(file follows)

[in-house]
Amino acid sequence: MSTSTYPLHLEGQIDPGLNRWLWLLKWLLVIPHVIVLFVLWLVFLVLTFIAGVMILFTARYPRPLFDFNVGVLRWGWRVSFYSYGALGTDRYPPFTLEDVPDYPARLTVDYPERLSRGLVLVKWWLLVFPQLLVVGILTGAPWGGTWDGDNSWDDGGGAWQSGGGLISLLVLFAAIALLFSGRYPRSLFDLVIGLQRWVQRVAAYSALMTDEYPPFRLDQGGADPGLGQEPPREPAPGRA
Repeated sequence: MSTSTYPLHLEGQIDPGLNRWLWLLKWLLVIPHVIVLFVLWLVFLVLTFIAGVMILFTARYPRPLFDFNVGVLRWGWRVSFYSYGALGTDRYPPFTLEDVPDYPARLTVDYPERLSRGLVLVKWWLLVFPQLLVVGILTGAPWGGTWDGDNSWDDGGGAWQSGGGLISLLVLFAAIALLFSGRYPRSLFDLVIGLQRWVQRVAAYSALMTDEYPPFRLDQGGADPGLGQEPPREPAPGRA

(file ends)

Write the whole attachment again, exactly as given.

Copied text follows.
[in-house]
Amino acid sequence: MSTSTYPLHLEGQIDPGLNRWLWLLKWLLVIPHVIVLFVLWLVFLVLTFIAGVMILFTARYPRPLFDFNVGVLRWGWRVSFYSYGALGTDRYPPFTLEDVPDYPARLTVDYPERLSRGLVLVKWWLLVFPQLLVVGILTGAPWGGTWDGDNSWDDGGGAWQSGGGLISLLVLFAAIALLFSGRYPRSLFDLVIGLQRWVQRVAAYSALMTDEYPPFRLDQGGADPGLGQEPPREPAPGRA
Repeated sequence: MSTSTYPLHLEGQIDPGLNRWLWLLKWLLVIPHVIVLFVLWLVFLVLTFIAGVMILFTARYPRPLFDFNVGVLRWGWRVSFYSYGALGTDRYPPFTLEDVPDYPARLTVDYPERLSRGLVLVKWWLLVFPQLLVVGILTGAPWGGTWDGDNSWDDGGGAWQSGGGLISLLVLFAAIALLFSGRYPRSLFDLVIGLQRWVQRVAAYSALMTDEYPPFRLDQGGADPGLGQEPPREPAPGRA